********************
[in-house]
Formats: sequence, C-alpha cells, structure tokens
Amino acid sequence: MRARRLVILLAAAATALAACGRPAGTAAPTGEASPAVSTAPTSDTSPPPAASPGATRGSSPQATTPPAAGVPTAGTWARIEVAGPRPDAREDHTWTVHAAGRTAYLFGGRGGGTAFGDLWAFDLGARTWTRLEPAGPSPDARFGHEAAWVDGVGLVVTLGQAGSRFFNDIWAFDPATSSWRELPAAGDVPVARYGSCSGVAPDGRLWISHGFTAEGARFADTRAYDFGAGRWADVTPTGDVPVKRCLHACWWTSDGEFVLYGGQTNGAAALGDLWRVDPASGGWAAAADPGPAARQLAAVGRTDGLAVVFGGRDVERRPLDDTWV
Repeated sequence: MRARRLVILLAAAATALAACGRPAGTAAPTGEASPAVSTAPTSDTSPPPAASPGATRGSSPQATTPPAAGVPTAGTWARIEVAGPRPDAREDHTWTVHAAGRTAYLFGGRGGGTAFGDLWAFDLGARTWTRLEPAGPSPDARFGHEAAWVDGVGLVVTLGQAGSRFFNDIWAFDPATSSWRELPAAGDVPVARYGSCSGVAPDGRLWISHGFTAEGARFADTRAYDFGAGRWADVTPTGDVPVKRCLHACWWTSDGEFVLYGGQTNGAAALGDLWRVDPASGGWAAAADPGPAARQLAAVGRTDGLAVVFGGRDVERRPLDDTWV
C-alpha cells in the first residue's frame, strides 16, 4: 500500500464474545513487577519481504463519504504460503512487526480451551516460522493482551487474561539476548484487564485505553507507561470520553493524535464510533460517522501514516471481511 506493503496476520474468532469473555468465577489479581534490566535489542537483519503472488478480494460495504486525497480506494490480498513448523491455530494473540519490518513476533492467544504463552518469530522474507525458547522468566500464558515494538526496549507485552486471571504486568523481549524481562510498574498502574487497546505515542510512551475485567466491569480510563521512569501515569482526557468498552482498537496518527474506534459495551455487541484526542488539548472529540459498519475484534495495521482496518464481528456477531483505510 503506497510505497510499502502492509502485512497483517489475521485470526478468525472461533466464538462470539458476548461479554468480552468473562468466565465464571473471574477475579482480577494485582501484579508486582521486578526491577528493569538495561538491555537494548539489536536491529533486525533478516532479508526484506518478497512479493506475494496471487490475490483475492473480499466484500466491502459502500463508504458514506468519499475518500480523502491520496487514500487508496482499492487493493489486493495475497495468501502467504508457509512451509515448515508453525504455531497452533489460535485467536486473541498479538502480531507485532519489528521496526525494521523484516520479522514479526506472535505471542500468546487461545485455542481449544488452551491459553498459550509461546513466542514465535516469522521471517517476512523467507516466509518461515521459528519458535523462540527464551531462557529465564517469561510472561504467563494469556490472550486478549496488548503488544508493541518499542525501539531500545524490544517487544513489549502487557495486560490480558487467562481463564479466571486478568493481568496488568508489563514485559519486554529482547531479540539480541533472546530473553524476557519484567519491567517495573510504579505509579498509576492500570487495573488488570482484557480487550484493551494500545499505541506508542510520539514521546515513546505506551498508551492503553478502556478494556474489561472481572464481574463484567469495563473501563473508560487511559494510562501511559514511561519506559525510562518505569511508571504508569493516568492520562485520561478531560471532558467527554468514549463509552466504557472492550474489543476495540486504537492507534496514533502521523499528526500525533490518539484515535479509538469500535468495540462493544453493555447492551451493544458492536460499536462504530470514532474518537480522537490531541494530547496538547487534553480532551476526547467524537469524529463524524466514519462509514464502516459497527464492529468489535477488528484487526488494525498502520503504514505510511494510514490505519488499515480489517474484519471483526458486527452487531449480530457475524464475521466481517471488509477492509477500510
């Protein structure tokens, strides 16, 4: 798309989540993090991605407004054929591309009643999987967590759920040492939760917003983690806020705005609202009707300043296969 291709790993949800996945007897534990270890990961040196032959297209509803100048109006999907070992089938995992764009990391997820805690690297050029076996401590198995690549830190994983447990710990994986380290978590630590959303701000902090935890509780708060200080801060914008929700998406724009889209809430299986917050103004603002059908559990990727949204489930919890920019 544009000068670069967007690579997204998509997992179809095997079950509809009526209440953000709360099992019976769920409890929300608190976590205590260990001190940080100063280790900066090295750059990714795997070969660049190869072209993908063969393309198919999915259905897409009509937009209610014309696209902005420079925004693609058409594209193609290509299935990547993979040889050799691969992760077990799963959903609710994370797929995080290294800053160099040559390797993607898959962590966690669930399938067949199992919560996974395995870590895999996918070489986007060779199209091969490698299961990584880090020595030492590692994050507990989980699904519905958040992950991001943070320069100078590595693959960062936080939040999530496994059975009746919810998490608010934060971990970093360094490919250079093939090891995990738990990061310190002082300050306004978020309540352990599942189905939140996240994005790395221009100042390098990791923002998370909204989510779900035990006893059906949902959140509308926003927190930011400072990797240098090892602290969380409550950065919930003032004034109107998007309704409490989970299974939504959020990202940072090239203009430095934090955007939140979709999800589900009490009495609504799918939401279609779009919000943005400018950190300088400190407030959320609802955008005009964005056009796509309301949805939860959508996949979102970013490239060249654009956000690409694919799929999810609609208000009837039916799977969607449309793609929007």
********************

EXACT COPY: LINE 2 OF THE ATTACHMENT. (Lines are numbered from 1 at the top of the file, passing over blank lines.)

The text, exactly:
Formats: sequence, C-alpha cells, structure tokens